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| In this episode, Gennadi Schadrin, Director Research & Development IG, shares insights into its creation and the remarkable benefits it brings to glass processors.
| The latest Glastory blog presents how to overcome interlayer temperature hurdles in laminated glass processing with the prediction method. More of the presentation by Mikko Rantala at GPD 2023.
| This is the first video in Glaston's new #AskGlaston Insulating Glass Manufacturing Series.
| In the latest Glastory blog, Jukka Immonen shares some practical tips for optimizing energy consumption in automotive glass production. From preprocessing to final inspection, there is huge potential every step of the way.
| Gain multiple benefits with upgrades to the glass laminating furnace
| Read the latest Glastory blog by Taneli Ylinen.
| In this third episode of the #AskGlaston flat tempering series, Taneli Ylinen deals with the commonly asked question of how to handle the issues with mixed production.
| In this post, we discuss what emerging designs require and how automotive glass processors can meet these requirements.
| This Glastory blog by Kalle Kaijanen is dealing with the processing of high-strength / structural laminates.
| The results of the classification of hail resistance classes for different materials for greenhouse enclosures are presented in this paper.
| In this paper, we present the development of an intrinsic parameter σQM characterizing the sensitivity of a coating (or configuration) to the quench marks.
| In the second episode of #AskGlaston Flat Tempering Series, we will talk about the new solution to estimate the stress level in glass – online.
| This first episode is devoted to the white haze phenomenon – one of the most asked about issues in the history of #AskGlaston.
| This latest Glastory blog by Miika Äppelqvist is dealing with the areas of the tempering process that can be improved to make operations more efficient.
| Industry demand for impeccable glass quality has increased notably over the last years. Customer expectations run high, forcing glass processors to strive for ever-stricter quality control and ensure minimal rejection rates for finished products.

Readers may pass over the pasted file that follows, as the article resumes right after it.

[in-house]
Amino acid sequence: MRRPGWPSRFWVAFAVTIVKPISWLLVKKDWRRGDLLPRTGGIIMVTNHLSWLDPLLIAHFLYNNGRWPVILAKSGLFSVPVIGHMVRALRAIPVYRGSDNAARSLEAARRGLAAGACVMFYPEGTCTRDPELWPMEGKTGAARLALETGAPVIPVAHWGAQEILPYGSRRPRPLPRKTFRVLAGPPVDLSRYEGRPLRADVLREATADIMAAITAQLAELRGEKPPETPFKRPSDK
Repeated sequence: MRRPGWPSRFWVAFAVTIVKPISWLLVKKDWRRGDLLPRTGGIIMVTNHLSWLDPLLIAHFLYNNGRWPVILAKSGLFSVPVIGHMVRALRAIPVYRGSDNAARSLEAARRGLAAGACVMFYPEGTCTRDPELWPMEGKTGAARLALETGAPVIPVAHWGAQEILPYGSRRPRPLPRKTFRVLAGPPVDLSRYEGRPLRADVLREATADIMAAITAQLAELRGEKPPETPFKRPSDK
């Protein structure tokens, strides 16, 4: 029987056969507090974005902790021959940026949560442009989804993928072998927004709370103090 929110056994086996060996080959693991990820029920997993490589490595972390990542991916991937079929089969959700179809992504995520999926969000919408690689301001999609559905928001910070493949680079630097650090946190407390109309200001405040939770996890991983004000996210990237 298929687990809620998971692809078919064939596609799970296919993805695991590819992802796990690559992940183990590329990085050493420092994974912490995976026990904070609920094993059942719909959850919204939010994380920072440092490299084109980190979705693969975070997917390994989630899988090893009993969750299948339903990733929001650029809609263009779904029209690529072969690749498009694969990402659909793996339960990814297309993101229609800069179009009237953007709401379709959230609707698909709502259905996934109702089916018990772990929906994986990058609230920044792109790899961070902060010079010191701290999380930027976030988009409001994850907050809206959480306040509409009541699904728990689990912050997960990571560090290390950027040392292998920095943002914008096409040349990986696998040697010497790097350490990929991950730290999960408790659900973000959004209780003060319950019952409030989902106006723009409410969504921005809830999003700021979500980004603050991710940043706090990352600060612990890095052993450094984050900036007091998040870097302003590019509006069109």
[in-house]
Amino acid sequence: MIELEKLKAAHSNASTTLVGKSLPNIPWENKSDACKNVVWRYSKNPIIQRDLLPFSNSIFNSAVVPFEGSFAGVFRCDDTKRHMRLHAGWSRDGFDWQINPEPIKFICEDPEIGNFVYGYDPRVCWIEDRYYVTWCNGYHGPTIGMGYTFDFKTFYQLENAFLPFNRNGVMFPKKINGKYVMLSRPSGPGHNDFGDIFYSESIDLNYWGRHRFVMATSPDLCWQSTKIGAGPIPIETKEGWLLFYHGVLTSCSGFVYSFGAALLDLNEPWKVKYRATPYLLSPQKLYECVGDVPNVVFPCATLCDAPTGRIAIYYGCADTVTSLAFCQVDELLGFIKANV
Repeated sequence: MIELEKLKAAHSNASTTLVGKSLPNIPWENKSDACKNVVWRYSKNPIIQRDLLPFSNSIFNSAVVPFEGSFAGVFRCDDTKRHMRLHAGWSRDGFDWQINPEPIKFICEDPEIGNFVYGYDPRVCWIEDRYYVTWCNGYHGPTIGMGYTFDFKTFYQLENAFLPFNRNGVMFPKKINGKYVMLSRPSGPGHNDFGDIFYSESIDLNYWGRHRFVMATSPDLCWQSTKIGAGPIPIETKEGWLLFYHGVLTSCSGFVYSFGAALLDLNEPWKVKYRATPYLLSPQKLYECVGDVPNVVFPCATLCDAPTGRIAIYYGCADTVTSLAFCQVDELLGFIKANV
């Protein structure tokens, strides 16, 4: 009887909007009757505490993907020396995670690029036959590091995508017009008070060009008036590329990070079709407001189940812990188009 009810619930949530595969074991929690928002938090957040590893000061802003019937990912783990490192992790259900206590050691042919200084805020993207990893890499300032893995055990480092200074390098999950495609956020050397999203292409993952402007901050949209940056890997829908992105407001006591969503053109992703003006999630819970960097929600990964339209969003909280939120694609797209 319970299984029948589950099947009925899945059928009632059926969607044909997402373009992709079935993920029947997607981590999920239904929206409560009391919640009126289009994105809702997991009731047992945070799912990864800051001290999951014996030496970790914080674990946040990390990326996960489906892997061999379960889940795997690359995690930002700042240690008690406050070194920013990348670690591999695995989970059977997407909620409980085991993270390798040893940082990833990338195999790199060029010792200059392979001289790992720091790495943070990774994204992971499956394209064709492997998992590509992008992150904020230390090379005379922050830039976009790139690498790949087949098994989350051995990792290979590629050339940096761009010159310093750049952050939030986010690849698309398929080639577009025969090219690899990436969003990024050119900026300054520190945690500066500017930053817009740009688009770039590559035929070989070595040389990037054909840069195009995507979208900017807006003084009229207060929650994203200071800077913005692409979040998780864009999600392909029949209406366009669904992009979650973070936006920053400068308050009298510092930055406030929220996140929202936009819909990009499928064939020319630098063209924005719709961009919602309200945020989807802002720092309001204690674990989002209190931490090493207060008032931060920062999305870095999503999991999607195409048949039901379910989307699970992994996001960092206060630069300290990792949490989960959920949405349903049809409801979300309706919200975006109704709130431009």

| The most common quality issues that arise in tempered glass are roller waves, glass distortion, bad anisotropy and white haze. In this post, we want to focus on white haze and ways to control it.
| In 2015, the bold concept of a curvy tower at 252 East 57th Street, New York, was presented to an audience at the Glass Performance Days conference. At that time, building construction was just beginning, and no one was certain such a novel idea could be realized.
| This poetry in architecture, one of the most advanced structures in the Nordic countries, Oodi Library exalts the very elements of glass, wood and steel that work in balance as a free-standing masterpiece.
| In glass edge processing, the requirements for the finished components can vary greatly depending on the location and purpose.
| In glass tempering, we look for equipment that uses less energy, leading to fewer emissions. But sometimes, the numbers are too good to be true.
| Global environmental concern is motivating efforts to improve energy efficiency in all industrial sectors. And glass tempering is no exception.
| Today, almost all new devices – from home appliances to production equipment – are connected. Rapid development in consumer electronics has been increasingly moving towards industrial use. In the glass industry, this development is still in its early stages.
| To really succeed in glass lamination, it takes much more than just having the best equipment – it’s about understanding the process in and out.
| Glass production is an energy-intensive process by its nature, so even small reductions there can result in considerable savings in energy and costs.
| Full convection, forced convection, focused convection, recirculated convection – the list of terms goes on and on.